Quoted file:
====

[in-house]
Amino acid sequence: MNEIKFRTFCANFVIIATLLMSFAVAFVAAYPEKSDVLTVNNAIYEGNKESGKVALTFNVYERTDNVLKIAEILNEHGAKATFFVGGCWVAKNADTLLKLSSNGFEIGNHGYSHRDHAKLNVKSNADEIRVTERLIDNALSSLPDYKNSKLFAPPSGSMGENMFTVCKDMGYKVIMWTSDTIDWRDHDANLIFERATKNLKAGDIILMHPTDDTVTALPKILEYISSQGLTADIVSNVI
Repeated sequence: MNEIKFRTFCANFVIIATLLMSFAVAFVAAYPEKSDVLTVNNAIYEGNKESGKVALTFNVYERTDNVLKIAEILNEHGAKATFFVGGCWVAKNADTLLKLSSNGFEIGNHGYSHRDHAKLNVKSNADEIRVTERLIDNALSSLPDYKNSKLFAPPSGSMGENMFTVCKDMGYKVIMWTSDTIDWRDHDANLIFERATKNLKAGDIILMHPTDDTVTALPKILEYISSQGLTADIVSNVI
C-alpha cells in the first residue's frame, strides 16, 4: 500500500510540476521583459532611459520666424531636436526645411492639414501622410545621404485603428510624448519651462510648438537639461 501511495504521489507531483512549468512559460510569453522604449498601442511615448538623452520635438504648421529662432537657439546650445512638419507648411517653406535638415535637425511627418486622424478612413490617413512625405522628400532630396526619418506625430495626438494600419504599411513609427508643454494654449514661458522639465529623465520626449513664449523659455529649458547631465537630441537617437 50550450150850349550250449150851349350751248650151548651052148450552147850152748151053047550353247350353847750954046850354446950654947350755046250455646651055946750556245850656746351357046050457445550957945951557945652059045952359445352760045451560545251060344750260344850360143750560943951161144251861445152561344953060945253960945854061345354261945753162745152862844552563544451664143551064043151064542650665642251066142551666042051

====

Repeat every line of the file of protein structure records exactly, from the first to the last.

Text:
[in-house]
Amino acid sequence: MNEIKFRTFCANFVIIATLLMSFAVAFVAAYPEKSDVLTVNNAIYEGNKESGKVALTFNVYERTDNVLKIAEILNEHGAKATFFVGGCWVAKNADTLLKLSSNGFEIGNHGYSHRDHAKLNVKSNADEIRVTERLIDNALSSLPDYKNSKLFAPPSGSMGENMFTVCKDMGYKVIMWTSDTIDWRDHDANLIFERATKNLKAGDIILMHPTDDTVTALPKILEYISSQGLTADIVSNVI
Repeated sequence: MNEIKFRTFCANFVIIATLLMSFAVAFVAAYPEKSDVLTVNNAIYEGNKESGKVALTFNVYERTDNVLKIAEILNEHGAKATFFVGGCWVAKNADTLLKLSSNGFEIGNHGYSHRDHAKLNVKSNADEIRVTERLIDNALSSLPDYKNSKLFAPPSGSMGENMFTVCKDMGYKVIMWTSDTIDWRDHDANLIFERATKNLKAGDIILMHPTDDTVTALPKILEYISSQGLTADIVSNVI
C-alpha cells in the first residue's frame, strides 16, 4: 500500500510540476521583459532611459520666424531636436526645411492639414501622410545621404485603428510624448519651462510648438537639461 501511495504521489507531483512549468512559460510569453522604449498601442511615448538623452520635438504648421529662432537657439546650445512638419507648411517653406535638415535637425511627418486622424478612413490617413512625405522628400532630396526619418506625430495626438494600419504599411513609427508643454494654449514661458522639465529623465520626449513664449523659455529649458547631465537630441537617437 50550450150850349550250449150851349350751248650151548651052148450552147850152748151053047550353247350353847750954046850354446950654947350755046250455646651055946750556245850656746351357046050457445550957945951557945652059045952359445352760045451560545251060344750260344850360143750560943951161144251861445152561344953060945253960945854061345354261945753162745152862844552563544451664143551064043151064542650665642251066142551666042051